Toxic Algae Bloom May Be Responsible for Family's Mysterious Hiking Deaths

Last week, a family of three was found dead on a Northern California hiking trail and now, while the cause of their deaths remains unknown, the presence of a toxic algae bloom near where they were found has emerged as a possible factor in their deaths.

The bodies of John Gerrish, Ellen Chung, and their one-year-old daughter, Miju, were found on Tuesday, along with their dog. The family had been hiking a remote trail in the Sierra National Forest. The area, known as "Devil's Gulch," is adjacent to part of the Merced River's drainage system. However, there were no clear indicators of what might have caused the tragic incident.

"I've worked in different capacities but I've never seen a death like this," Mariposa County Sheriff Jeremy Briese told KSEE.

As authorities await the family's autopsy and toxicology reports, the San Francisco Chronicle reported that possible exposure to a toxic algae bloom is one leading theory among officials.

On Thursday, two days after the bodies were discovered, a new sign had been installed at the trail's entrance: "Harmful algae may be present in this water." It advised against drinking water and eating shellfish found in the area.

Also adding fuel to the theory is the fact that last month, the Sierra National Forest—part of the U.S. Forest Service—announced that "a high concentration of algae bloom" had been found in the Merced River. "The Sierra National Forest (SNF) would like to inform those visitors who like to enjoy this area of the Merced River and SNF, not to swim, wade or allow their pets to enjoy the water," wrote the agency on Facebook. "This [is] due to the Toxic Algal Mats that have formed and are present."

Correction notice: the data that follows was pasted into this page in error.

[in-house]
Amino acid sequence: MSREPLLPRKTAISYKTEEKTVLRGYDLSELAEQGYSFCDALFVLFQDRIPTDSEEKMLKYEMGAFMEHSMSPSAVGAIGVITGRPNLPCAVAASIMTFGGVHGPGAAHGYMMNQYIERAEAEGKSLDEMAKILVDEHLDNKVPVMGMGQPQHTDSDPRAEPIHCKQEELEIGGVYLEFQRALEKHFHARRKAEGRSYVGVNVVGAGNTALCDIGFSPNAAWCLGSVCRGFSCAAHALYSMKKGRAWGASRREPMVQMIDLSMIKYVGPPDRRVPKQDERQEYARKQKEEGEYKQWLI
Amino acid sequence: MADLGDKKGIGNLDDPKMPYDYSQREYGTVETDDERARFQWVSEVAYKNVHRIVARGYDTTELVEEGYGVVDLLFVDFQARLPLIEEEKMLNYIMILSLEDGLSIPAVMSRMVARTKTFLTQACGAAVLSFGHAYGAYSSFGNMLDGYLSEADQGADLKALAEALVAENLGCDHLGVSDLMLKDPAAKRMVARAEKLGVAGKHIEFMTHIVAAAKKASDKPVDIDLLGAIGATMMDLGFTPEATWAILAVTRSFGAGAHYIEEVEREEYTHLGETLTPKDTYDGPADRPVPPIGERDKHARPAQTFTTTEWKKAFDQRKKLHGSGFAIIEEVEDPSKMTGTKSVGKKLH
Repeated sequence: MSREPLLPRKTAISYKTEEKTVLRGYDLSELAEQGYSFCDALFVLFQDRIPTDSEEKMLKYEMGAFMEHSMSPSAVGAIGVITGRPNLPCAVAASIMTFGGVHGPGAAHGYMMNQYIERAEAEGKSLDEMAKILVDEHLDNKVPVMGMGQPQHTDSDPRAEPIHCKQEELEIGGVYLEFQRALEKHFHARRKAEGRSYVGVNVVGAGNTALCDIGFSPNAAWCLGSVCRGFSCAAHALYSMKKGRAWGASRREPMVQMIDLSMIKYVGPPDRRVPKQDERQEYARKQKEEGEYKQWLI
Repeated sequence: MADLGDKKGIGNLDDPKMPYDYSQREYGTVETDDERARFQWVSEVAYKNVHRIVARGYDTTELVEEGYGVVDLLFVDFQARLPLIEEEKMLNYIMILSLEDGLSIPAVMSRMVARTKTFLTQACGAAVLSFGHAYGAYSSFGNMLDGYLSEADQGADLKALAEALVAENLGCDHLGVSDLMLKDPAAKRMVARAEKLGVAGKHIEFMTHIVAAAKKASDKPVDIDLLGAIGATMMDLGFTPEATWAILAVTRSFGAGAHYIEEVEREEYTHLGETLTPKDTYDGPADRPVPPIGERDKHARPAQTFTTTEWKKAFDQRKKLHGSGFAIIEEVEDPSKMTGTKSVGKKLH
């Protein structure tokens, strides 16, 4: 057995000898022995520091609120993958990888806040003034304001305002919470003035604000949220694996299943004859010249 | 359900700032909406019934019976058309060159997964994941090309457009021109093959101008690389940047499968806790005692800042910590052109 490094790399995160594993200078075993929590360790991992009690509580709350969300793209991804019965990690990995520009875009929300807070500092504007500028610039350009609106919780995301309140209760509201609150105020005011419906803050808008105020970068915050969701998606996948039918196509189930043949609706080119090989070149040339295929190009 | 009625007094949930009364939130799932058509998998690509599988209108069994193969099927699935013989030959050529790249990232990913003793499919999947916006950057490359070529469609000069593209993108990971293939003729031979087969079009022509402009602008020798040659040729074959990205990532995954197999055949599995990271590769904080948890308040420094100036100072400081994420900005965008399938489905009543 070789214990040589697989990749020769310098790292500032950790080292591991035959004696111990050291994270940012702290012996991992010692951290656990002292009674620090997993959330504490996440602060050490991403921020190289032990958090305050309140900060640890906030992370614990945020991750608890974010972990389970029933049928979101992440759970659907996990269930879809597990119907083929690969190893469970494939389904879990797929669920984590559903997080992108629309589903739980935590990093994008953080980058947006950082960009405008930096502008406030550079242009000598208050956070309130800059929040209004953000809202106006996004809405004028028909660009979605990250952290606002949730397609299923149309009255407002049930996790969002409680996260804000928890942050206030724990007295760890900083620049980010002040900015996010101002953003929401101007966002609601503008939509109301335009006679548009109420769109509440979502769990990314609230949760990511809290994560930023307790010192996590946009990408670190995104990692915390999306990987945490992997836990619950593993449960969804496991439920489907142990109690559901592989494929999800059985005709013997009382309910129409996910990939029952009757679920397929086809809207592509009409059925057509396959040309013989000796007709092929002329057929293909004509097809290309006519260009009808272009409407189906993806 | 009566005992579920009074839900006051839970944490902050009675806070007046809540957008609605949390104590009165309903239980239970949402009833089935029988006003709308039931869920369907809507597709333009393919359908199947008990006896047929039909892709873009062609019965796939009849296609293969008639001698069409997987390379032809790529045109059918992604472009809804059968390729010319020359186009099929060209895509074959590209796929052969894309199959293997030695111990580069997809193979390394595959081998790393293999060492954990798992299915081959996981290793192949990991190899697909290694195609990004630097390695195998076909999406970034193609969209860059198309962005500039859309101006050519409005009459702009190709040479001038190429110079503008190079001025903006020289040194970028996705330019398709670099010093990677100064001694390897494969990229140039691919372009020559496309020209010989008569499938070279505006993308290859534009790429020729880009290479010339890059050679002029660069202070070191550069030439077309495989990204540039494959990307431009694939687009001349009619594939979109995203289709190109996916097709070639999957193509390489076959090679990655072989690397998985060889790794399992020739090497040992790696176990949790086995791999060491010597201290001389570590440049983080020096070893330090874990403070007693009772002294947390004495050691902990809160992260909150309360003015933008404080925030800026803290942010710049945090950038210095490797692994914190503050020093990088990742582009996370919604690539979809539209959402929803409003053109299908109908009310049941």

According to the Center for Disease Control (CDC), dangerous algae and cyanobacteria form in bodies of water "when water is warm, slow-moving, and full of nutrients." Under ideal conditions, the "simple, plant-like organisms" will "rapidly grow out of control, or 'bloom.'"

These blooms—also called "algal mats" if they're bound to rocks beneath the water—can "produce extremely dangerous toxins that can sicken or kill people or animals," added the U.S. Environmental Protection Agency (EPA).

Exposure to toxic algae can lead to an array of symptoms, including rashes, stomach or liver problems, respiratory issues, and even neurological effects, the EPA added.

Algae Bloom
Last week, a family of three was found dead on a Northern California hiking trail. Now, the possibility of a toxic algae bloom appears to have become a leading theory as to the cause of their deaths. Pictured, a harmful algae bloom in California's Lake Isabella, 2021. David McNew/Getty Images

Animals are more commonly found to be victims of toxic algae than humans and "can die within hours to days of swallowing toxins." As the CDC explained, however, this is simply "because they are more likely to swim in or drink from bodies of water that contain harmful algae or cyanobacteria."

Now, authorities must wait for the results of the family's "pending" toxicology reports—until then, the case remains unsolved. Explained Mariposa County Sheriff's Office spokesperson Kristie Mitchell to The Fresno Bee: "Toxicology can take up to six weeks, sometimes even longer."

"Unfortunately we don't have a great time frame for that yet," she added, in reference to when findings might be released to the public.

Newsweek has reached out to the Mariposa County Sheriff's Office for further comment.